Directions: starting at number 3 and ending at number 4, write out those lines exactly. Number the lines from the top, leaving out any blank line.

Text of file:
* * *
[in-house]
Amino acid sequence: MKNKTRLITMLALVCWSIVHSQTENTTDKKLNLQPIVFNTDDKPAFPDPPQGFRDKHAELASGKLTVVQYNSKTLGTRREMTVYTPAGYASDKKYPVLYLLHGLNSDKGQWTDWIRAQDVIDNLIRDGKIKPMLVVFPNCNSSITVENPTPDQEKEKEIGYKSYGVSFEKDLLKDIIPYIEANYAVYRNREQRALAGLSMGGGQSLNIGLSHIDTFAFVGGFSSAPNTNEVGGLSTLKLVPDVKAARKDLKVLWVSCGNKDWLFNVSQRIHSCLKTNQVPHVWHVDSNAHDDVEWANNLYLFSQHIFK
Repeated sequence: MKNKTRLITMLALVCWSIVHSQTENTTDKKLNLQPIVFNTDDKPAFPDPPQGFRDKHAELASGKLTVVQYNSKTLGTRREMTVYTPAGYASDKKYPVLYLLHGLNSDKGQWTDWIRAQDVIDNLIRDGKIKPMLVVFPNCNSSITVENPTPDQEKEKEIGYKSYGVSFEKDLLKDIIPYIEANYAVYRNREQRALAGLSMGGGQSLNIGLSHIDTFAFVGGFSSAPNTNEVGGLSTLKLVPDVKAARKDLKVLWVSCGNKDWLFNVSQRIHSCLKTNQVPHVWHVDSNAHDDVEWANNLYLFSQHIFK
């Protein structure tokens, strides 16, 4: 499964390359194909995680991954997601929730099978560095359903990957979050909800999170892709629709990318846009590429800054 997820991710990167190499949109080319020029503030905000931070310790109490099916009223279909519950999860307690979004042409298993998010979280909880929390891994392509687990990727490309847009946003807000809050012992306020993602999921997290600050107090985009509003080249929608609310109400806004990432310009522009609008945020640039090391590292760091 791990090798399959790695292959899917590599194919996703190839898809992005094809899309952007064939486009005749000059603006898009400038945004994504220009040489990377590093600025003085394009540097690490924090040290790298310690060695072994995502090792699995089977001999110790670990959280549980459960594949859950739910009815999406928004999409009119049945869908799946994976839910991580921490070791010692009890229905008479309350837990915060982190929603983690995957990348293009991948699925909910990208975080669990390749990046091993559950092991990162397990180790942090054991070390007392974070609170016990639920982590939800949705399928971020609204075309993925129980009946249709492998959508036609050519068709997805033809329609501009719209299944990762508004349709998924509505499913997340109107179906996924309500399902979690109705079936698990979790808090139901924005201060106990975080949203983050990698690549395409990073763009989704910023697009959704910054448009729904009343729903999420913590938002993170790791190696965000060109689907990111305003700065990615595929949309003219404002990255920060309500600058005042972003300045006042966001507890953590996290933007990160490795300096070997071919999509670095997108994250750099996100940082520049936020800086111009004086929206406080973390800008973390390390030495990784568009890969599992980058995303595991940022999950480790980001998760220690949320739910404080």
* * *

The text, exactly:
Repeated sequence: MKNKTRLITMLALVCWSIVHSQTENTTDKKLNLQPIVFNTDDKPAFPDPPQGFRDKHAELASGKLTVVQYNSKTLGTRREMTVYTPAGYASDKKYPVLYLLHGLNSDKGQWTDWIRAQDVIDNLIRDGKIKPMLVVFPNCNSSITVENPTPDQEKEKEIGYKSYGVSFEKDLLKDIIPYIEANYAVYRNREQRALAGLSMGGGQSLNIGLSHIDTFAFVGGFSSAPNTNEVGGLSTLKLVPDVKAARKDLKVLWVSCGNKDWLFNVSQRIHSCLKTNQVPHVWHVDSNAHDDVEWANNLYLFSQHIFK
């Protein structure tokens, strides 16, 4: 499964390359194909995680991954997601929730099978560095359903990957979050909800999170892709629709990318846009590429800054 997820991710990167190499949109080319020029503030905000931070310790109490099916009223279909519950999860307690979004042409298993998010979280909880929390891994392509687990990727490309847009946003807000809050012992306020993602999921997290600050107090985009509003080249929608609310109400806004990432310009522009609008945020640039090391590292760091 791990090798399959790695292959899917590599194919996703190839898809992005094809899309952007064939486009005749000059603006898009400038945004994504220009040489990377590093600025003085394009540097690490924090040290790298310690060695072994995502090792699995089977001999110790670990959280549980459960594949859950739910009815999406928004999409009119049945869908799946994976839910991580921490070791010692009890229905008479309350837990915060982190929603983690995957990348293009991948699925909910990208975080669990390749990046091993559950092991990162397990180790942090054991070390007392974070609170016990639920982590939800949705399928971020609204075309993925129980009946249709492998959508036609050519068709997805033809329609501009719209299944990762508004349709998924509505499913997340109107179906996924309500399902979690109705079936698990979790808090139901924005201060106990975080949203983050990698690549395409990073763009989704910023697009959704910054448009729904009343729903999420913590938002993170790791190696965000060109689907990111305003700065990615595929949309003219404002990255920060309500600058005042972003300045006042966001507890953590996290933007990160490795300096070997071919999509670095997108994250750099996100940082520049936020800086111009004086929206406080973390800008973390390390030495990784568009890969599992980058995303595991940022999950480790980001998760220690949320739910404080």